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EDITIONS
 Wednesday, 18 December, 2002, 18:45 GMT
Music piracy in UK soars
CDs lining the shelves in a music shop
The future of legal CDs, like these, are being undermined by pirates
The circulation of pirated music in the UK has risen by more than 36% according to the British Phonographic Industry (BPI).

The music industry watchdog said figures from 2001 showed a massive rise in the number of fake and pirated CDs seized in the UK.

The figures are based on the number of seizures in the UK in 2001, and represent 27m worth of music.

The BPI is fighting back by making copyright infringements a crime that can result in a 10-year jail sentence, according to the BPI's head of anti-piracy David Martin.

"We have lobbied the government with a group called the Alliance Against Counterfeiting And Piracy," he said. "There is now a private member's bill which makes copyright infringement an arrestable offence."
We're going to have to fight back and use technology to save the industry

David Martin, BPI head of anti-piracy

More power is being given to police, customs and trading standards officials to take people to court.

He said the problem with piracy is twofold, with organised crime copying CDs while people with home computers are also using CD copiers to make copies to sell.

Most computers sold now in major computer stores feature CD burners to allow people to save files onto CD Roms. Their use for personal work is, of course, entirely legal.

"On every street in Britain someone is making CDs. And they're not just copying them for their friends," said Mr Martin. "They are selling them at work, in the pub and at car boot sales.

"You look in any market and there are people selling fake CDs there."

But the pirated material is only the tip of the iceberg because it does not include digital piracy, a massive problem for the music industry.

BPI spokesman Matt Phillips said digital downloads were making a huge dent in album sales all over the world.
A CD in a computer
Most computers sold in the UK now have a CD burner

"One of the biggest records in the US last year was the Linkin Park album. Now, you'd normally expect a big album in the US to sell 10 million. This sold four million.

"And we believe that it was downloaded from one site - just one - eight million times."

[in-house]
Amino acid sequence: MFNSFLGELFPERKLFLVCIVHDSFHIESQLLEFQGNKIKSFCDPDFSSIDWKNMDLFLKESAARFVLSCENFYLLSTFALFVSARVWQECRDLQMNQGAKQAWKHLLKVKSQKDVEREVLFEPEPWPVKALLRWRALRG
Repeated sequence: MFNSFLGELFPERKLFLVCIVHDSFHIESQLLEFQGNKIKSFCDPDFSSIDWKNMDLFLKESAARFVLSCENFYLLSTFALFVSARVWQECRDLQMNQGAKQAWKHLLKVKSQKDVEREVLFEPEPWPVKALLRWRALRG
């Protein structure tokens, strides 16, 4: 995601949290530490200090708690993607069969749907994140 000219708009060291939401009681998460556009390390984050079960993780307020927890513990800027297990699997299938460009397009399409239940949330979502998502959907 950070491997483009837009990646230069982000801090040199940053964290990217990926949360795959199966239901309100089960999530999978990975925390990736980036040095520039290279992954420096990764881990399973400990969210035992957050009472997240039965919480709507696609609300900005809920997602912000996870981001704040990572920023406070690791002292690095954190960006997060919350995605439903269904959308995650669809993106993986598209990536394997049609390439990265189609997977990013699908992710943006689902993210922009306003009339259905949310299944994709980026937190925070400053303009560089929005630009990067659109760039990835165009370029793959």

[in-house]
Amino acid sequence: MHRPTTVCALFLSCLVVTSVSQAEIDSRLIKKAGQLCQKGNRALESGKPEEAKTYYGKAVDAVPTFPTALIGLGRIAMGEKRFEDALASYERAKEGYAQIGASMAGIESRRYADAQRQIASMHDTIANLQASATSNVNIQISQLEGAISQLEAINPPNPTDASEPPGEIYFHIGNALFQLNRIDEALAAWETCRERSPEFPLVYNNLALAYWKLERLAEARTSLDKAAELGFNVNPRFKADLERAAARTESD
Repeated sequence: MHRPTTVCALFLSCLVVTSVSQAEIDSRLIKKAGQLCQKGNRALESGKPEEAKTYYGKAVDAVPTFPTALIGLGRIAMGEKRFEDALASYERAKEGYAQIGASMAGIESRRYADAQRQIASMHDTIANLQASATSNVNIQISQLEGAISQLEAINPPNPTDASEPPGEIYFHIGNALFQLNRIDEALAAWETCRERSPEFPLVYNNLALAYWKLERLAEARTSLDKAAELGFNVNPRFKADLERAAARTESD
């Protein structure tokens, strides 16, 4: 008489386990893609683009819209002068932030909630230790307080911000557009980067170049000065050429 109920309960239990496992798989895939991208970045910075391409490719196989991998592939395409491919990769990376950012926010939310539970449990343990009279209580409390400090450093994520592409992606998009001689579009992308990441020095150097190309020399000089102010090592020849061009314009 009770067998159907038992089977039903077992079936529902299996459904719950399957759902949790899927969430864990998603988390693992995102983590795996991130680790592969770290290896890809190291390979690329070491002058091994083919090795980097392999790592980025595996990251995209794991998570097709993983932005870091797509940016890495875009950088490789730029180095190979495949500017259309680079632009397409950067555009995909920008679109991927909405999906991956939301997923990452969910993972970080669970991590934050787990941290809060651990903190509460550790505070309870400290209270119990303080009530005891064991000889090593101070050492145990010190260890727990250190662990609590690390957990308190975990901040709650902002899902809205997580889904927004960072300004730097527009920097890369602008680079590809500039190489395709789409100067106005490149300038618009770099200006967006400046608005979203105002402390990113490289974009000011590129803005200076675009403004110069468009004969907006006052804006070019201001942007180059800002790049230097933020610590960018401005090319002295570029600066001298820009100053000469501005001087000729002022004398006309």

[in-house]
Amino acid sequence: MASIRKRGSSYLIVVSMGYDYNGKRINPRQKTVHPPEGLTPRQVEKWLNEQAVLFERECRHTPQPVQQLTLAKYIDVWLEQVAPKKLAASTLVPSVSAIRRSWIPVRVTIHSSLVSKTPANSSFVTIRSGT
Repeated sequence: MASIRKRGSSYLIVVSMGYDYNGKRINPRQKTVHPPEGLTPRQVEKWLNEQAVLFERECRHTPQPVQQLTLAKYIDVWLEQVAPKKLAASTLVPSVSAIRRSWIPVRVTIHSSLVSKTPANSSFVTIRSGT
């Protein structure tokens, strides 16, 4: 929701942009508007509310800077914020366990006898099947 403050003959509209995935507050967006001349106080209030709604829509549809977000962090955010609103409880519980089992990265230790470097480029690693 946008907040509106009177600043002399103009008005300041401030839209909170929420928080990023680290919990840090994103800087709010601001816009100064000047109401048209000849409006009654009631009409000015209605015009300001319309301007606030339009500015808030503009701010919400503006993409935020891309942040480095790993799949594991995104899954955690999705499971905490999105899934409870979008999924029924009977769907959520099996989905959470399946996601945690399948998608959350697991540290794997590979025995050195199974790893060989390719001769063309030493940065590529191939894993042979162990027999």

He said the copying and selling of CDs was becoming a major cash generator for organised crime, especially in Eastern Europe.

Industrial copying

"It is an easy way to make a lot of money for these illegal groups, Mr Phillips said.

"If they are caught smuggling CDs, the penalties are not as harsh as they would be for smuggling heroin or guns."

He also said the lax copyright laws in Eastern Europe and the post-Soviet countries made it hard to crack down on pirates there.

The BPI is working with a global body, the International Federation of Phonographic Industries, to tighten up copyright laws in other parts of the world.

Mr Martin said they were also trying to crack down on commercial CD plants in the former USSR and Eastern Europe, who often copy CDs on an industrial scale without paying royalties to artist and publishers.

"These people are starting to use more and more technology to copy the CDs, and we're going to have to fight back and use technology to save the industry."

Mr Martin added it was vital to help smaller record stores, who are finding their businesses undermined.

"They are finding it really difficult," he said. "They have overheads and staff to pay, and they can't compete with the guys who are selling the CDs for three quid off a blanket in a market."

See also:

22 Nov 02 | Technology
04 Nov 02 | Entertainment
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27 Aug 02 | Entertainment
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